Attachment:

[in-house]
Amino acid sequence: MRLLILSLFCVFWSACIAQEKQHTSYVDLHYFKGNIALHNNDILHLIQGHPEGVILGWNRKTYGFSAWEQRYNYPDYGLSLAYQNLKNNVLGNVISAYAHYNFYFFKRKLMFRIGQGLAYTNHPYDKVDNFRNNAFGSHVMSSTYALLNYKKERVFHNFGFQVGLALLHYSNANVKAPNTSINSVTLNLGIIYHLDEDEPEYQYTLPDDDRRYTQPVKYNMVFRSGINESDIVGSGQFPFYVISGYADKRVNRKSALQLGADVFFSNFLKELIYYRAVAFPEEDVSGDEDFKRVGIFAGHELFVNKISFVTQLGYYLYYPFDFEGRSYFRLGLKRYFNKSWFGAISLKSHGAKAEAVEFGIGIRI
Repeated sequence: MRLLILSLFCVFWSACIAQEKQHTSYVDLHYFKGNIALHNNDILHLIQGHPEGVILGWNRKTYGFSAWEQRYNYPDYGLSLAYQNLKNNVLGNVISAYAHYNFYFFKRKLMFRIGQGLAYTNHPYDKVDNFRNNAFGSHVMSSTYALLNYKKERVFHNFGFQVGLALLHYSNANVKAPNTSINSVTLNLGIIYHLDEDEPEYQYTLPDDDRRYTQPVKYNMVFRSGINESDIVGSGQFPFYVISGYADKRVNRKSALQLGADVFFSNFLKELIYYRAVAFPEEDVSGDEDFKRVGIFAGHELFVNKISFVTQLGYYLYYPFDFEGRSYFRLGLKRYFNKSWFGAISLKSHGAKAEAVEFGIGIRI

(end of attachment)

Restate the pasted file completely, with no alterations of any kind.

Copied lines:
[in-house]
Amino acid sequence: MRLLILSLFCVFWSACIAQEKQHTSYVDLHYFKGNIALHNNDILHLIQGHPEGVILGWNRKTYGFSAWEQRYNYPDYGLSLAYQNLKNNVLGNVISAYAHYNFYFFKRKLMFRIGQGLAYTNHPYDKVDNFRNNAFGSHVMSSTYALLNYKKERVFHNFGFQVGLALLHYSNANVKAPNTSINSVTLNLGIIYHLDEDEPEYQYTLPDDDRRYTQPVKYNMVFRSGINESDIVGSGQFPFYVISGYADKRVNRKSALQLGADVFFSNFLKELIYYRAVAFPEEDVSGDEDFKRVGIFAGHELFVNKISFVTQLGYYLYYPFDFEGRSYFRLGLKRYFNKSWFGAISLKSHGAKAEAVEFGIGIRI
Repeated sequence: MRLLILSLFCVFWSACIAQEKQHTSYVDLHYFKGNIALHNNDILHLIQGHPEGVILGWNRKTYGFSAWEQRYNYPDYGLSLAYQNLKNNVLGNVISAYAHYNFYFFKRKLMFRIGQGLAYTNHPYDKVDNFRNNAFGSHVMSSTYALLNYKKERVFHNFGFQVGLALLHYSNANVKAPNTSINSVTLNLGIIYHLDEDEPEYQYTLPDDDRRYTQPVKYNMVFRSGINESDIVGSGQFPFYVISGYADKRVNRKSALQLGADVFFSNFLKELIYYRAVAFPEEDVSGDEDFKRVGIFAGHELFVNKISFVTQLGYYLYYPFDFEGRSYFRLGLKRYFNKSWFGAISLKSHGAKAEAVEFGIGIRI